74 Ivory

75 75 What is ivory? The word “ivory” was traditionally applied only to the tusks of elephants However, the chemical structure of the teeth and tusks of mammals is the same regardless of the species of origin, and the trade in certain teeth and tusks other than elephant is well established and widespread Items from species other than mammals have also been called “ivory”

76 76 What is ivory? Tooth and tusk ivory can be carved into an almost infinite variety of shapes and objects Tusks can be carved in a way that retains their characteristic shape Warthog tusks, teeth from sperm whales, killer whales and hippos can be superficially carved, and also retain their original shapes

77 77 What is ivory? Ivory can also be found in less-recognizable form, such as inlays and small items

78 78 Ivory in trade Ivory has been valued for a long time, with the first recorded use in carving by Cro-Magnons living from about 40,000 to 10,000 years ago in the Upper Paleolithic period of the Pleistocene epoch

79 79 Ivory in trade Japanese artists starting in the 17th century cleverly invented the miniature sculptures known as netsuke to serve a very practical function (kimonos did not have pockets !) Modern copies of old netsuke designs are popular as art objects, and are often made from ivory

80 80 Ivory in trade Netsuke carvings will have two small holes through which a braided silk cord was passed Genuine items and well-made copies will have holes of different sizes, as the larger hole will accommodate the knot Modern netsuke created as tourist items generally have holes of similar size, or holes that do not connect

81 81 Ivory in trade Modern use and trade –D–Decoration, art –C–Cultural objects –M–Musical instruments –N–Name seals

82 82 Ivory in trade Modern use and trade –D–Decoration, art –C–Cultural objects –M–Musical instruments –N–Name seals

83 83 Ivory in trade Modern use and trade –D–Decoration, art –C–Cultural objects –M–Musical instruments –N–Name seals

84 84 Ivory in trade Modern use and trade –D–Decoration, art –C–Cultural objects –M–Musical instruments –N–Name seals

85 85 Kinds of ivory Elephant (Asian, African) Mammoth (fossil ivory) Hippopotamus Walrus (including fossil walrus ivory) Narwhal Sperm whale Warthog Hornbill Natural substitutes –Bone –Composites –Shell –Vegetable ivory Synthetics, fake ivory –Plastics –Polyester resins –Synthetics –Casein –Celluloid

86 86 Real or fake...? It is not so straightforward, or easy to tell... Ivory identification... and in which CITES Appendix? Bone Celluloid Warthog Synthetic III Walrus II Hippo I Hornbill

87 87 Ivory identification Elephant and Mammoth –Polished cross-sections of elephant and mammoth ivory dentine display uniquely characteristic Schreger lines, commonly referred to as cross-hatchings, engine turnings, or stacked chevrons –The intersections of Schreger lines form angles, which are on average 100-115 deg. (obtuse) in Asian/African elephant ivory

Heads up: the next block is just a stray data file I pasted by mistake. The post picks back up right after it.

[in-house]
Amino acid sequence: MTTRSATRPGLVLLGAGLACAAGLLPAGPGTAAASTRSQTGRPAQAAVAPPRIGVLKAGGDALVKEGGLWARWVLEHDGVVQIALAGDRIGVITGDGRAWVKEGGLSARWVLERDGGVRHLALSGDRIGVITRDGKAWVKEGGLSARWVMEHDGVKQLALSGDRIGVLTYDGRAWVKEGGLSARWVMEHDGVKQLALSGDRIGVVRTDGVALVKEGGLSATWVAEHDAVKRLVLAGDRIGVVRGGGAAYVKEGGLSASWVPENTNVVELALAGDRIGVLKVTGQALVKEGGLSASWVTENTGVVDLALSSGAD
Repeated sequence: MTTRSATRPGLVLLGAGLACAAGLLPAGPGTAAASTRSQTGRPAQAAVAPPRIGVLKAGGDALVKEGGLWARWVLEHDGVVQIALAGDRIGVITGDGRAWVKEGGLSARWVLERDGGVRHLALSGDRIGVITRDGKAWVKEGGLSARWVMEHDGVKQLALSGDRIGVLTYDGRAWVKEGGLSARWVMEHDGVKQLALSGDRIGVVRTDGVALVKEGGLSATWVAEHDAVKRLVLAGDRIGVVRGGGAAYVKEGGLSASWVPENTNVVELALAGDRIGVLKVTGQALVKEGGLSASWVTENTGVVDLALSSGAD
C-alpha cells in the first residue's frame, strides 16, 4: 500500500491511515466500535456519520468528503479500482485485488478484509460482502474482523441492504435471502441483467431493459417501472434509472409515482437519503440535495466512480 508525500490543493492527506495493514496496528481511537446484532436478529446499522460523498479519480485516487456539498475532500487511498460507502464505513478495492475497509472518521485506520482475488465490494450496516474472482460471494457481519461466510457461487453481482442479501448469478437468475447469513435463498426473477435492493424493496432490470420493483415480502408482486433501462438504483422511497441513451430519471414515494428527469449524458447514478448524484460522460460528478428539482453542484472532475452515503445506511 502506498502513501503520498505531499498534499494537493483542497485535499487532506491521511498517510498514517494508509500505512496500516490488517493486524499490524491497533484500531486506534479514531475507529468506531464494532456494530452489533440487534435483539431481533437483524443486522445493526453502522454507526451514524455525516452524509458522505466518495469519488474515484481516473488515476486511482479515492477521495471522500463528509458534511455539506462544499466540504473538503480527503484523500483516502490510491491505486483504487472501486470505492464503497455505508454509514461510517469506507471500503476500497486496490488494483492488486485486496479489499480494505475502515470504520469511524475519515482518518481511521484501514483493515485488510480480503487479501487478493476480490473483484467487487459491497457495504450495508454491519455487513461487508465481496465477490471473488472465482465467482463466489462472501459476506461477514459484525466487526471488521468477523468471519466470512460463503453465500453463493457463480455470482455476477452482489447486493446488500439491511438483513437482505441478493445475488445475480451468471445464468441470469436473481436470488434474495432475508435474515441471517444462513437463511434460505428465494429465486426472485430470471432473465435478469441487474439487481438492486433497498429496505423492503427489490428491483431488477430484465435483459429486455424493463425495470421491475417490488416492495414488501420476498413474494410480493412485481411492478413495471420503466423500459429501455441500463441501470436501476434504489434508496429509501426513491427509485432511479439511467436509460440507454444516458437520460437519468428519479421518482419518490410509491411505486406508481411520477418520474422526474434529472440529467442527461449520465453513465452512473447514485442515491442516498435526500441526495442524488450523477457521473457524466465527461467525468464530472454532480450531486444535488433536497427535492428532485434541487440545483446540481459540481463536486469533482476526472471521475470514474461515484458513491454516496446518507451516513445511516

88 88 Ivory identification Elephant and Mammoth –Polished cross-sections of elephant and mammoth ivory dentine display uniquely characteristic Schreger lines, commonly referred to as cross-hatchings, engine turnings, or stacked chevrons –The intersections of Schreger lines form angles, which are on average 100-115 deg. (obtuse) in Asian/African elephant ivory Mammoth Elephant

89 89 Mammoth (non-CITES)

90 90 Elephant

91 91 Mammoth (non-CITES)

92 92 Ivory identification Remember, Schreger lines appear in cross-section In a three-dimensional carving, it is usually possible to find a side that corresponds to a cross-section However, items that are cut length-wise in thin layers (such as piano keys) will not have these lines, and may exhibit wavy or parallel lines on their surface

93 93 Ivory identification Mammoth ivory will occasionally display intrusive brownish or blue-green coloured blemishes caused by an iron phosphate called vivianite When the discolouration is barely perceptible to the eye, the use of a hand-held ultraviolet light source causes the blemished area to stand out with a dramatic purple velvet-like appearance Even if discoloured, elephant ivory will not have the characteristic fluorescence of vivianite

94 94 Ivory identification Hippopotamus

95 95 Ivory identification Hippopotamus –Upper and lower canines and incisors are the most common sources for hippo ivory Upper canine is oval to rounded in cross-section Lower canine is large, strongly curved, triangular in cross-section Incisor is peg-shaped, dot in centre of cross-section

96 96 Ivory identification Hippopotamus –Close examination of cross-section of hippo dentine with the aid of a 10X hand lens reveals a tightly packed series of fine concentric lines that can be regularly or irregularly spaced –The orientation of the lines will follow the overall shape of the particular tooth, and the centre of the tooth may display an interstitial zone

97 97 Ivory identification Walrus –Walrus tusk ivory comes from two modified upper canines, which have a rounded, irregular peg shape –The tip of a walrus tusk has an enamel coating which is worn away during the animal’s youth –Fine longitudinal cracks, which appear as radial cracks in cross- section, can be seen throughout the length of the tusk